# Lesson: Operations with Signed Numbers - Part II

## Comment on Operations with Signed Numbers - Part II

### Are there some calculation

Are there some calculation mistakes in the way in which this problem has been solved?

http://gre.myprepclub.com/forum/if-a-b-0-which-of-the-following-numbers-must-be-positive-1907.html Yes, there were several calculation errors in his response.
I have admin privileges on that site, so I was able to edit the mistakes.
It should be good now.

Cheers,
Brent ### https://www

https://www.greenlighttestprep.com/module/gre-arithmetic/video/1059.html

I have a problem in this question Mr Hanneson. the thing is when you square a negative number you get a negative answer e.g. -3^2=-9.

but when you put a bracket around a negative number and square it we get a positive number e.g. (-3)^2=9

now there is no mention of any bracket so how should i solve it, I am confused. please reply. ### Hi Abdul,

Hi Abdul,

We can think of this in terms of order of operations (BEDMAS aka PEMDAS)

In both cases, (-5)² and -5², we can think of expressions as having two operations: subtraction and an exponent.

In the case of (-5)², we must first deal with what's happening inside the brackets. So, we have -5 in the brackets.
Then we'll deal with exponent (the power of 2) to get: (-5)² = (-5)(-5) = 25

Conversely, the expression -5² has no brackets. So, according to BEDMAS/PEMDAS, we must deal with the exponent before we deal with the subtraction.
So, -5² = -(5²) = -(25) = -25

Does that help?

Cheers,
Brent

### confused at this point. is it

confused at this point. is it that -5^2 and (-5^2) are not the same, as such we can't get the same answer ### -5² and (-5²) are equal.

-5² and (-5²) are equal.
-5² = -25 and (-5²) = -25
We can say that -5² = -(5²) = -(25) = -25

On the other hand,(-5)² = (-5)(-5) = 25

Does that help?

Cheers,
Brent

### Hi!,

Hi!,
what is the meaning of "yare number"?
Thank you ### Can you tell me where you saw

Can you tell me where you saw/heard "yare number"?
That will help me decipher :-)

### I read it in the following

https://gre.myprepclub.com/forum/if-x-and-yare-numbers-on-the-number-line-above-which-of-the-12496.html

Thank you ### Ahhhh! Looks like the

Ahhhh! Looks like the original poster didn't place a space between "y" and "are"
It should have read "If x and y are numbers..."
I have edited the question.

Cheers,
Brent

### where are the practice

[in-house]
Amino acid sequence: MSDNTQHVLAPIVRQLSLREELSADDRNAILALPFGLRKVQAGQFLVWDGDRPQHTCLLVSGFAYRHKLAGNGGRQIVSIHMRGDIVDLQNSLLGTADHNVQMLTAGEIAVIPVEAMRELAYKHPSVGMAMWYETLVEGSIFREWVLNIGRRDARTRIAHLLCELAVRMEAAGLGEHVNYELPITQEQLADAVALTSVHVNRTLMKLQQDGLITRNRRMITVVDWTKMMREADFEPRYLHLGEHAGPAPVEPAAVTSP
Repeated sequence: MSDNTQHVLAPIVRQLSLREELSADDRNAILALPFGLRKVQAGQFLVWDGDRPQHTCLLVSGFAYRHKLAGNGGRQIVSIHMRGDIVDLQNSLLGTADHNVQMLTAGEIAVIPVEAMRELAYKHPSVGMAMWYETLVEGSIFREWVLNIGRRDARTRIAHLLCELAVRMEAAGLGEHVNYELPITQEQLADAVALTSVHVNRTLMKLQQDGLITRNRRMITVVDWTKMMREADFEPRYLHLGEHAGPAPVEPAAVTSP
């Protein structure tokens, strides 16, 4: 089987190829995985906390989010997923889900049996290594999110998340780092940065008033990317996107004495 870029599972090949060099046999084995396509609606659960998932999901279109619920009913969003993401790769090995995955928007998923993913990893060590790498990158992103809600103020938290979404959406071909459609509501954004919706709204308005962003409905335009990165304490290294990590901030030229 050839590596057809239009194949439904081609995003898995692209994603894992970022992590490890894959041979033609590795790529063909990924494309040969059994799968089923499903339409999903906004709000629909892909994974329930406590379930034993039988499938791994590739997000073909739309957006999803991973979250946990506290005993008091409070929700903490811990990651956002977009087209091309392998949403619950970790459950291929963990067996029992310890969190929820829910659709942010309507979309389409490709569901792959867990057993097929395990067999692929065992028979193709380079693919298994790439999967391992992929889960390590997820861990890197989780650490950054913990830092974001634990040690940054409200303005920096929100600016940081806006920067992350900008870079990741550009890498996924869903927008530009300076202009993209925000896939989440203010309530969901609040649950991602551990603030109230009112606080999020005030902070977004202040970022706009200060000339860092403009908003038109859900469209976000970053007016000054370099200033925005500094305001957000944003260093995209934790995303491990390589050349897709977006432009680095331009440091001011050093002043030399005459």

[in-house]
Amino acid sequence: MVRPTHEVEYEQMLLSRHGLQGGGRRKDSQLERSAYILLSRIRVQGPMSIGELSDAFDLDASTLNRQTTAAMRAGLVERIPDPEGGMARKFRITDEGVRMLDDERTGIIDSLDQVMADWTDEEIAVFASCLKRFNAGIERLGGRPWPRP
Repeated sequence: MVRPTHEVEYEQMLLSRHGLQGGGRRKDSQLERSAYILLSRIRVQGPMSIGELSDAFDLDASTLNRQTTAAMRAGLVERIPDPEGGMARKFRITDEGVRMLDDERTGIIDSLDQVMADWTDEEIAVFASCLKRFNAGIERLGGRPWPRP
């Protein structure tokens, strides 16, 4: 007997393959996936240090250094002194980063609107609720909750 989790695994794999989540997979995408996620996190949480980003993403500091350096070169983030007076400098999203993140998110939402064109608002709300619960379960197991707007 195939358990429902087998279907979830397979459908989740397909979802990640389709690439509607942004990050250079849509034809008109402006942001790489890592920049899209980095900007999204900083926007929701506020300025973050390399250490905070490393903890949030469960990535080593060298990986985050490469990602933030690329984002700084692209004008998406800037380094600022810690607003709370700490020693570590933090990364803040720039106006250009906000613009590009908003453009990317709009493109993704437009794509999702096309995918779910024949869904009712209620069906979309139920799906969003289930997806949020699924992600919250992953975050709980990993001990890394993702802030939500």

where are the practice questions available? Is it the 3rd edition book? ### There's a lot of duplication

There's a lot of duplication between the 1st, 2nd and 3rd edition books. So, in the Reinforcement Activities box above, some linked questions listed as "GRE Official Guide" questions could be from just one edition or all 3. The important thing is that all of the Official questions are actual (retired) GRE questions.

Does that help?

Cheers,
Brent

### https://gre.myprepclub.com/forum

https://gre.myprepclub.com/forum/if-a-b-0-which-of-the-following-numbers-must-be-positive-1907.html ### At 4:26 mark, 2+3*4= 20. I

At 4:26 mark, 2+3*4= 20. I think this is wrong. Shouldn't it be 14?

Thanks! ### You're correct. If you watch

You're correct. If you watch the next 20 seconds, you'll see that I say 2 + 3 x 4 = 14
I used the expression 2 + 3 x 4 to set up orders of operations (i.e., PEMDAS and BEDMAS).

Cheers,
Brent

### https://gre.myprepclub.com/forum

https://gre.myprepclub.com/forum/x-x-14550.html

Hi Brent,

this question seems very easy, but I can't seem to understand it. In this question, we're told that x ≠ 0 and |x| = -x

------------------------------
ASIDE: Many students will assume that -x must be negative (since we have a negative symbol in front of the x).
However we can't make the conclusion that -x must be negative.
In actuality, -x can be either positive or negative (depending on the value of x)

For example, if x = 1, then -x = -1 (negative)
And, if x = 6.2, then -x = -6.2 (negative)

However, if x = -3, then -x = -(-3) = 3 (positive)
And, if x = -88, then -x = -(-88) = 88 (positive)
------------------------------

Okay back to the question.

Let's examine this part: |x| = -x
We know that |x| is POSITIVE for all nonzero values of x.
So, our equation becomes: some POSITIVE number = -x
This means -x is POSITIVE
In order for -x to be POSITIVE, it must be the case that x is negative (see my examples above)

Does that help?

### Sorry for the delayed answer.

Sorry for the delayed answer. Understood

### Hi Brent, I'm struggling at

https://gre.myprepclub.com/forum/gre-practice-question-if-b-0-and-a-b-563.html Given: a/b > 0 (the product ab is positive)

We know the following from the above video:
i) positive/positive = positive
ii) negative/positive = negative
iii) positive/negative = negative
iv) negative/negative = positive

So, a/b is positive, we know that EITHER a and b are both positive (property i) OR a and b are both negative (property iv).
In other words, we can be certain that a and b are the SAME SIGN

The three statements:
A. a > b
B. b > 0
C. ab > 0

We can see that A and B need not be true (be my solution for counter-examples)

However, if a and b are the SAME SIGN, then the product ab must be positive.
For example, if a and b are both positive, then the product ab is positive.
If a and b are both negative, then the product ab is positive.

So, statement C must be true.

Does that help?